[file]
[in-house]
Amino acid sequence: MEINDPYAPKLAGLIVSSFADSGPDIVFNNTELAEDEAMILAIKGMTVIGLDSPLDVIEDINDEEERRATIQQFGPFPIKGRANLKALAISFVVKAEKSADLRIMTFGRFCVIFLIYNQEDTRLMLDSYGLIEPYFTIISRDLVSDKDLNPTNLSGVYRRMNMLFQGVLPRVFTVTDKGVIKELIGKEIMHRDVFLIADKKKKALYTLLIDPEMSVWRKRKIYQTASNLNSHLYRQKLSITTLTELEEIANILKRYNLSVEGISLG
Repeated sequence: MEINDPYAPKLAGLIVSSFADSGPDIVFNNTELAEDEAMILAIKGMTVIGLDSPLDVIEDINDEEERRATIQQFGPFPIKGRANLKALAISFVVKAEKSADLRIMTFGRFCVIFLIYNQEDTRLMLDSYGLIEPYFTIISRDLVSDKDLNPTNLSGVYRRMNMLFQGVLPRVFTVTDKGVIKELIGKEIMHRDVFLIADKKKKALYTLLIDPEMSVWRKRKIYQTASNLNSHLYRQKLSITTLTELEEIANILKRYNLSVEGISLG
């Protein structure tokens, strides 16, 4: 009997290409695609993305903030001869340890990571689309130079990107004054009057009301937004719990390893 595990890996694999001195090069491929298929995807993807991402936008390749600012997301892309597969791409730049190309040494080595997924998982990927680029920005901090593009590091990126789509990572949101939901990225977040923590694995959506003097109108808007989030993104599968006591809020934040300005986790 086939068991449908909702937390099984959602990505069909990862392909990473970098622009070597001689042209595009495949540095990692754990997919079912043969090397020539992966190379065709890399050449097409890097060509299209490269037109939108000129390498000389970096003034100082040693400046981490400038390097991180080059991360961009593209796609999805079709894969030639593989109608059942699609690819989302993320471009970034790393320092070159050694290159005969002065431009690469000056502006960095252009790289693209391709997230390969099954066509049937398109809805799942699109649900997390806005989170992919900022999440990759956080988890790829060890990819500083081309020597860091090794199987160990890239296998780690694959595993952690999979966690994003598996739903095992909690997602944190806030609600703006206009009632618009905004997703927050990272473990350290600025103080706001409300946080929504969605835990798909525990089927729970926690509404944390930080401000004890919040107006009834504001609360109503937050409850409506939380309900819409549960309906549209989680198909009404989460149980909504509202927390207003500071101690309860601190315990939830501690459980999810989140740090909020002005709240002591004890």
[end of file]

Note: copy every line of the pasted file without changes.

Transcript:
[in-house]
Amino acid sequence: MEINDPYAPKLAGLIVSSFADSGPDIVFNNTELAEDEAMILAIKGMTVIGLDSPLDVIEDINDEEERRATIQQFGPFPIKGRANLKALAISFVVKAEKSADLRIMTFGRFCVIFLIYNQEDTRLMLDSYGLIEPYFTIISRDLVSDKDLNPTNLSGVYRRMNMLFQGVLPRVFTVTDKGVIKELIGKEIMHRDVFLIADKKKKALYTLLIDPEMSVWRKRKIYQTASNLNSHLYRQKLSITTLTELEEIANILKRYNLSVEGISLG
Repeated sequence: MEINDPYAPKLAGLIVSSFADSGPDIVFNNTELAEDEAMILAIKGMTVIGLDSPLDVIEDINDEEERRATIQQFGPFPIKGRANLKALAISFVVKAEKSADLRIMTFGRFCVIFLIYNQEDTRLMLDSYGLIEPYFTIISRDLVSDKDLNPTNLSGVYRRMNMLFQGVLPRVFTVTDKGVIKELIGKEIMHRDVFLIADKKKKALYTLLIDPEMSVWRKRKIYQTASNLNSHLYRQKLSITTLTELEEIANILKRYNLSVEGISLG
């Protein structure tokens, strides 16, 4: 009997290409695609993305903030001869340890990571689309130079990107004054009057009301937004719990390893 595990890996694999001195090069491929298929995807993807991402936008390749600012997301892309597969791409730049190309040494080595997924998982990927680029920005901090593009590091990126789509990572949101939901990225977040923590694995959506003097109108808007989030993104599968006591809020934040300005986790 086939068991449908909702937390099984959602990505069909990862392909990473970098622009070597001689042209595009495949540095990692754990997919079912043969090397020539992966190379065709890399050449097409890097060509299209490269037109939108000129390498000389970096003034100082040693400046981490400038390097991180080059991360961009593209796609999805079709894969030639593989109608059942699609690819989302993320471009970034790393320092070159050694290159005969002065431009690469000056502006960095252009790289693209391709997230390969099954066509049937398109809805799942699109649900997390806005989170992919900022999440990759956080988890790829060890990819500083081309020597860091090794199987160990890239296998780690694959595993952690999979966690994003598996739903095992909690997602944190806030609600703006206009009632618009905004997703927050990272473990350290600025103080706001409300946080929504969605835990798909525990089927729970926690509404944390930080401000004890919040107006009834504001609360109503937050409850409506939380309900819409549960309906549209989680198909009404989460149980909504509202927390207003500071101690309860601190315990939830501690459980999810989140740090909020002005709240002591004890």